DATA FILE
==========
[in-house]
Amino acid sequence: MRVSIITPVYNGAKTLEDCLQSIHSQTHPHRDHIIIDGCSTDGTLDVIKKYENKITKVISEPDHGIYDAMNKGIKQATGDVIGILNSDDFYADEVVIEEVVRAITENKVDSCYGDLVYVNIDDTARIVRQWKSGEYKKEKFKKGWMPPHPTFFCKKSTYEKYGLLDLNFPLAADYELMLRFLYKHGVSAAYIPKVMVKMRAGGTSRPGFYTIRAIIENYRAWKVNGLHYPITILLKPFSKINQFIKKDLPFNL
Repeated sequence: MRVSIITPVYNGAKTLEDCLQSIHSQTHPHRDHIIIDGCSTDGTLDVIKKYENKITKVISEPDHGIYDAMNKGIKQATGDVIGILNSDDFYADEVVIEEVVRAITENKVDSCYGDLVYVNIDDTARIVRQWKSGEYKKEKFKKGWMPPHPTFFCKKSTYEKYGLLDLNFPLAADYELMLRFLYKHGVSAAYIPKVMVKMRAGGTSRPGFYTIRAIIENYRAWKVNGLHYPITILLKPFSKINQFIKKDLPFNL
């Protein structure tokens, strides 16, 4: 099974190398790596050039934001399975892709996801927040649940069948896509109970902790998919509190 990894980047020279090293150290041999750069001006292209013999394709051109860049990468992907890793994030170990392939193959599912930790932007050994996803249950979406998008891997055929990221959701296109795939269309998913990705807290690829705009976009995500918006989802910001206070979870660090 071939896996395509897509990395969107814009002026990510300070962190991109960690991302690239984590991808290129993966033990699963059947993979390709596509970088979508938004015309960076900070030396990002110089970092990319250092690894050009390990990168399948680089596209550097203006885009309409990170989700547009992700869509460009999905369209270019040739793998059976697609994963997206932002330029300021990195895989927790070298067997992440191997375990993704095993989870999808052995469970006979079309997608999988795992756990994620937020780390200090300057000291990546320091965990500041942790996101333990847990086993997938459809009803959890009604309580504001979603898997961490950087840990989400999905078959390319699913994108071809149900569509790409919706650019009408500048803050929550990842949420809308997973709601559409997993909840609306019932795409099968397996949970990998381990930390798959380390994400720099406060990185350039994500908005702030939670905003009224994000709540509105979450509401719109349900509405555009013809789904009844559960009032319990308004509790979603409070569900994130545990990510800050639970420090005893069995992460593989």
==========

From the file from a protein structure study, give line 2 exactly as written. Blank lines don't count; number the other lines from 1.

Amino acid sequence: MRVSIITPVYNGAKTLEDCLQSIHSQTHPHRDHIIIDGCSTDGTLDVIKKYENKITKVISEPDHGIYDAMNKGIKQATGDVIGILNSDDFYADEVVIEEVVRAITENKVDSCYGDLVYVNIDDTARIVRQWKSGEYKKEKFKKGWMPPHPTFFCKKSTYEKYGLLDLNFPLAADYELMLRFLYKHGVSAAYIPKVMVKMRAGGTSRPGFYTIRAIIENYRAWKVNGLHYPITILLKPFSKINQFIKKDLPFNL